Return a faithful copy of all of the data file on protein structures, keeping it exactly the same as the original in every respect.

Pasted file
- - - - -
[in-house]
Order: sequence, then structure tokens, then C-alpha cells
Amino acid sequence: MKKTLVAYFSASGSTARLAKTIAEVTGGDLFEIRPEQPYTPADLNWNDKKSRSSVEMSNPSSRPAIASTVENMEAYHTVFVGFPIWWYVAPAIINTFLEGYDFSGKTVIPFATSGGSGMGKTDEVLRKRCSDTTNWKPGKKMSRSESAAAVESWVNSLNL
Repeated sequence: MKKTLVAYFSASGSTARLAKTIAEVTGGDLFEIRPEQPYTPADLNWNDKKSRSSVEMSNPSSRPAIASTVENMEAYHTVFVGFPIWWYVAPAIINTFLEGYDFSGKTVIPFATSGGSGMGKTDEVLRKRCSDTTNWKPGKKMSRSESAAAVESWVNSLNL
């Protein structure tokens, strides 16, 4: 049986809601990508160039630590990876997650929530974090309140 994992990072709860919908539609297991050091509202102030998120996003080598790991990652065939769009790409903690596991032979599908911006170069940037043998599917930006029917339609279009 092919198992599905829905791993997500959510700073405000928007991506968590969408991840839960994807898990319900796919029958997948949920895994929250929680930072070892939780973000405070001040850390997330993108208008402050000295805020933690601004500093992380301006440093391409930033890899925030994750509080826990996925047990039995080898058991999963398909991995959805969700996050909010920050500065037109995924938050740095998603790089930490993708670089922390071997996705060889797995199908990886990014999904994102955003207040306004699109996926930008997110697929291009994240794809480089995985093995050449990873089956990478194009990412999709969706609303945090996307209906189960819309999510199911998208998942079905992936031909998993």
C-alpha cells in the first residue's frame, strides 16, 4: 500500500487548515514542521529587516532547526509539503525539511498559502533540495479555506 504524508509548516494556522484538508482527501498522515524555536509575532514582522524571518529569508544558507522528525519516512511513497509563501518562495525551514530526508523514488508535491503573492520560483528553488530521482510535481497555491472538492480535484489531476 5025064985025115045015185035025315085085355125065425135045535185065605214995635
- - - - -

[in-house]
Order: sequence, then structure tokens, then C-alpha cells
Amino acid sequence: MKKTLVAYFSASGSTARLAKTIAEVTGGDLFEIRPEQPYTPADLNWNDKKSRSSVEMSNPSSRPAIASTVENMEAYHTVFVGFPIWWYVAPAIINTFLEGYDFSGKTVIPFATSGGSGMGKTDEVLRKRCSDTTNWKPGKKMSRSESAAAVESWVNSLNL
Repeated sequence: MKKTLVAYFSASGSTARLAKTIAEVTGGDLFEIRPEQPYTPADLNWNDKKSRSSVEMSNPSSRPAIASTVENMEAYHTVFVGFPIWWYVAPAIINTFLEGYDFSGKTVIPFATSGGSGMGKTDEVLRKRCSDTTNWKPGKKMSRSESAAAVESWVNSLNL
């Protein structure tokens, strides 16, 4: 049986809601990508160039630590990876997650929530974090309140 994992990072709860919908539609297991050091509202102030998120996003080598790991990652065939769009790409903690596991032979599908911006170069940037043998599917930006029917339609279009 092919198992599905829905791993997500959510700073405000928007991506968590969408991840839960994807898990319900796919029958997948949920895994929250929680930072070892939780973000405070001040850390997330993108208008402050000295805020933690601004500093992380301006440093391409930033890899925030994750509080826990996925047990039995080898058991999963398909991995959805969700996050909010920050500065037109995924938050740095998603790089930490993708670089922390071997996705060889797995199908990886990014999904994102955003207040306004699109996926930008997110697929291009994240794809480089995985093995050449990873089956990478194009990412999709969706609303945090996307209906189960819309999510199911998208998942079905992936031909998993």
C-alpha cells in the first residue's frame, strides 16, 4: 500500500487548515514542521529587516532547526509539503525539511498559502533540495479555506 504524508509548516494556522484538508482527501498522515524555536509575532514582522524571518529569508544558507522528525519516512511513497509563501518562495525551514530526508523514488508535491503573492520560483528553488530521482510535481497555491472538492480535484489531476 5025064985025115045015185035025315085085355125065425135045535185065605214995635